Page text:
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Offshore wind industry in need of rare earth magnets

The date of: 2023-09-21
viewed: 1

Offshore wind capacity targets – that might see ninefold growth in installations by 2030 – are under threat without global changes in policy, financing and managing supply chain risks, an international industry body said recently.
“By the mid-2020s there may be supply-chain bottlenecks in every region of the world except China. Immediate investment and global co-operation will be needed to address these bottlenecks,” the Global Wind Energy Council (GWEC) said in a report published in late August.
These bottlenecks include higher costs for raw materials, logistics and unpredictable policies.
These warnings were supported by the latest UK national renewable energy auction on 8 September which received no bids for new offshore wind farms.
Installations must multiply to reach targets
The latest roadmap from the International Energy Agency “requires offshore wind annual installations to grow ninefold, from 8.8 GW in 2022 to 80 GW by 2030, with 70 GW to be deployed every year between 2031 and 2050.”
To reach that goal, GWEC expects the global industry to pass milestones of 30 GW offshore wind turbines installed in 2026 and 50 GW by 2030.
The International Renewable Energy Agency has said that current fixed and floating offshore wind capacity is 64.3 GW but should be scaled up.
“GWEC Market Intelligence expects that over 380 GW of new offshore wind capacity will be added over the next decade (2023-2032), bringing total offshore wind capacity to 447 GW by the end of 2032.
But GWEC described the past few years as the “first time that the modern wind industry has been subjected to such volatile conditions” in terms of inflation and volatile commodity pricing exacerbated.”
As a result, “limited profitability has… led to underinvestment in manufacturing capacity globally, creating the likelihood of supply chain bottlenecks post-2026,” it added.
Several projects were abandoned or postponed recently across the globe because of low profitability, GWEC said, citing Denmark-based Orsted’s project in Vietnam, Sweden-headquartered Vattenfall’s Boreas project in the UK, and US-based Avangrid’s projects in the US.
Current targets for carbon neutrality, cited by GWEC, suggest that wind power must generate one-fifth of the world’s electricity by 2030 and two-thirds by 2050, using on- and offshore wind turbines.
“To meet the increasing offshore wind ambitions globally, massive investments are needed to build up the offshore wind supply chain and deploy projects at the pace and scale needed,” GWEC said.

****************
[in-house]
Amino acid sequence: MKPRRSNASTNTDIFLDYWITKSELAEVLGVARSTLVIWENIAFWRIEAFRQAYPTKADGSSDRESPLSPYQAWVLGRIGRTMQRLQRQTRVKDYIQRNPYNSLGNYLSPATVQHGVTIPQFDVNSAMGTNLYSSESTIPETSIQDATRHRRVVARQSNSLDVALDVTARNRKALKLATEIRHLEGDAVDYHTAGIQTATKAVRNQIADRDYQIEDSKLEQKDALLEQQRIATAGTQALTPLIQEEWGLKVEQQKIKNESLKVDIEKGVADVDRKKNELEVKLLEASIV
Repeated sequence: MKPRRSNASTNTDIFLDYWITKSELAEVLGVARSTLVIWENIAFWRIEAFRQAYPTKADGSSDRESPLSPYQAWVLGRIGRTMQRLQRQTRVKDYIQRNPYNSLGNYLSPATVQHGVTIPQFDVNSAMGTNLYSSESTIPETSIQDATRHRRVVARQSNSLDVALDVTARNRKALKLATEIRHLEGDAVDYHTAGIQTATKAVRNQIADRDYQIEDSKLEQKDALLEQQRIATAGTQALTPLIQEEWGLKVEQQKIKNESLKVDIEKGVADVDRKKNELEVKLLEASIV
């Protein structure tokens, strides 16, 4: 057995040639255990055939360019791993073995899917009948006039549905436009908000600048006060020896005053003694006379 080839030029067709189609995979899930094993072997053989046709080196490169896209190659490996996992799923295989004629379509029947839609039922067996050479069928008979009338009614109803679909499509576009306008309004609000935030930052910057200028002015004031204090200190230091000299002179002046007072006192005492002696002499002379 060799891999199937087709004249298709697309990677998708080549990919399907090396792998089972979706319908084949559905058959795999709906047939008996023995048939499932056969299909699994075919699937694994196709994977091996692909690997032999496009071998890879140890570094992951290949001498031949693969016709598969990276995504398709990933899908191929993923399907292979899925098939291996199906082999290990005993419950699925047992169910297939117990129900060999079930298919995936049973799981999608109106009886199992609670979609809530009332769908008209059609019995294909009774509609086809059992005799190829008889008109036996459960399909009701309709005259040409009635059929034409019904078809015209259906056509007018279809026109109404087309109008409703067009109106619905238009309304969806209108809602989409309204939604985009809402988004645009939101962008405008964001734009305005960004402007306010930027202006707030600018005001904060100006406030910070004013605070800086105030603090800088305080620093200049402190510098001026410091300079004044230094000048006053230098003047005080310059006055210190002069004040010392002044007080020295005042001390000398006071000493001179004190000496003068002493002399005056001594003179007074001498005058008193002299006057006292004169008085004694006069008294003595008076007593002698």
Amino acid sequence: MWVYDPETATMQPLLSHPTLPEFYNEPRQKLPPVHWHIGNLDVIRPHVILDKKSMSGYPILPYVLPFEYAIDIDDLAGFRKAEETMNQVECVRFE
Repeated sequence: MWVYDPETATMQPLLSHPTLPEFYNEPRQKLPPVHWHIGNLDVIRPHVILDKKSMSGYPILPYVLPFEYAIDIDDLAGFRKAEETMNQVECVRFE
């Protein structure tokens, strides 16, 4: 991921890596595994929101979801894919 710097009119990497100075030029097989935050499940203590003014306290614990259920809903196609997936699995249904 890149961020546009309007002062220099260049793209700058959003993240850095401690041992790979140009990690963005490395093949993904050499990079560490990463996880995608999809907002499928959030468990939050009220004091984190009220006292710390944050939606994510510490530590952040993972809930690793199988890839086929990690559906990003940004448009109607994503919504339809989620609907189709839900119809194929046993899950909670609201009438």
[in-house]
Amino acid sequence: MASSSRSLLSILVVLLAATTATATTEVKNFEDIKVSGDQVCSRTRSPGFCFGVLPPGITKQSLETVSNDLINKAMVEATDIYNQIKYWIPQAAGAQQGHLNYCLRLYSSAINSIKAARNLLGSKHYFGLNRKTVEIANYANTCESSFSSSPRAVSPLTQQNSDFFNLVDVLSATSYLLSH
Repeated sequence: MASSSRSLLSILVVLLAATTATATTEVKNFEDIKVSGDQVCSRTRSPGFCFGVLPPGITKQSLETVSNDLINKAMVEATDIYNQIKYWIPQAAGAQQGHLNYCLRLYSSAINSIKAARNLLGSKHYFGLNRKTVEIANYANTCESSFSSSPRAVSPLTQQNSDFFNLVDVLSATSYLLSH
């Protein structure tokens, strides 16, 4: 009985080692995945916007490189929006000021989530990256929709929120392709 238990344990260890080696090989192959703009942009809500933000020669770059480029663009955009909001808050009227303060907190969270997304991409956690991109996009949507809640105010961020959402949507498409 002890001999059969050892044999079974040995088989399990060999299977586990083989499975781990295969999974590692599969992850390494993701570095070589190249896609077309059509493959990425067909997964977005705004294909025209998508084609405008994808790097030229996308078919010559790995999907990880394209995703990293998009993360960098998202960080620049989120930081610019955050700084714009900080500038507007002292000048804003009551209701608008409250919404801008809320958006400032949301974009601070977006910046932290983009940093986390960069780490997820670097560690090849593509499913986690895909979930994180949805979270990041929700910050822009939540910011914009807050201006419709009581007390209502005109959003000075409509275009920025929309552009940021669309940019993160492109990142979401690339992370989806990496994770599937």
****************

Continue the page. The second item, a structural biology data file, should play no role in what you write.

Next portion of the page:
What’s in it for the commodity sector?
Offshore wind turbines are an end-use market for steel that goes into foundations and nacelles (boxes for turbine elements), copper for cables, molybdenum for gears and neodymium for permanent rare earth magnets.
“The offshore wind industry consumes about a conservative 220 tonnes of neodymium-praseodymium oxide (NdPr) per GW of installed capacity,” said Anne-Marie Sylvestre, a sustainability consultant for the rare earths industry and former global lead sustainability at Australian producer Lynas Rare Earths.
Sylvestre estimates that NdPr content in the current installed 64.3GW is around 14,150 tonnes.
“If the GWEC’s estimate of 380 GW of new offshore wind installations by 2032 is correct, then the industry will require about 83,600 tonnes of NdPr over the next decade,” she added.
Brussels-based Rare Earth Industry Association (REIA) estimates that the industry would require an average of 30,000 tonnes of rare-earth permanent magnets per year, or a total of almost 290,000 tonnes between now and 2032, based on the GWEC report.
REIA’s estimate is based on capacity of 28 GW being installed each year from 2023 to 2027. This amount then doubles to approximately 52 GW per year from 2028 to 2032.
Current annual consumption of neodymium is around 60,000 tonnes, according to Fastmarkets’ estimates.
“The data indicates that the demand for these magnets will more than double every five years, not accounting for competing demand from onshore-wind installations and electric vehicle (EV) deployment,” REIA said.
Sylvestre also said that her estimates did not consider the additional demand from onshore wind turbines, which use neodymium magnets but in smaller amounts.
Rare earth magnet supply
“Apart from current expanding production capacity, I see recycled NdPr extracted from offshore end-of-life wind turbines as a significant NdPr source within a 10-year timeframe,” Sylvestre said.
She added that there is no reliable method to recycle these materials at present, mainly due to safety, economic, and technical hurdles in retrieving and reusing the magnets.
But recycling is a considerably faster approach compared to initiating entirely new projects, and new developments might potentially reduce the quantities of rare earths needed in magnets, Sylvestre said.
Policy and regulatory risks to considerOther risks – apart from volatile commodity prices – that GWEC highlights include regulatory, such as long timelines to get leases on seabed land; technical risks since long-delayed projects might get stuck with old technologies; and policy risks.
“With China controlling more than 70% of the global market share for gearboxes, generators, slewing bearings, castings, forgings, towers and flanges, restrictive trade policies proposed by the EU and the US are almost certain to create bottlenecks,” the GWEC said.
“But the US is leading efforts to diversify or ‘de-risk’ away from China. And China has shown recently in gallium and germanium that it is prepared to act to restrict its exports,” it added.
Caroline Messecar in London contributed to this article.

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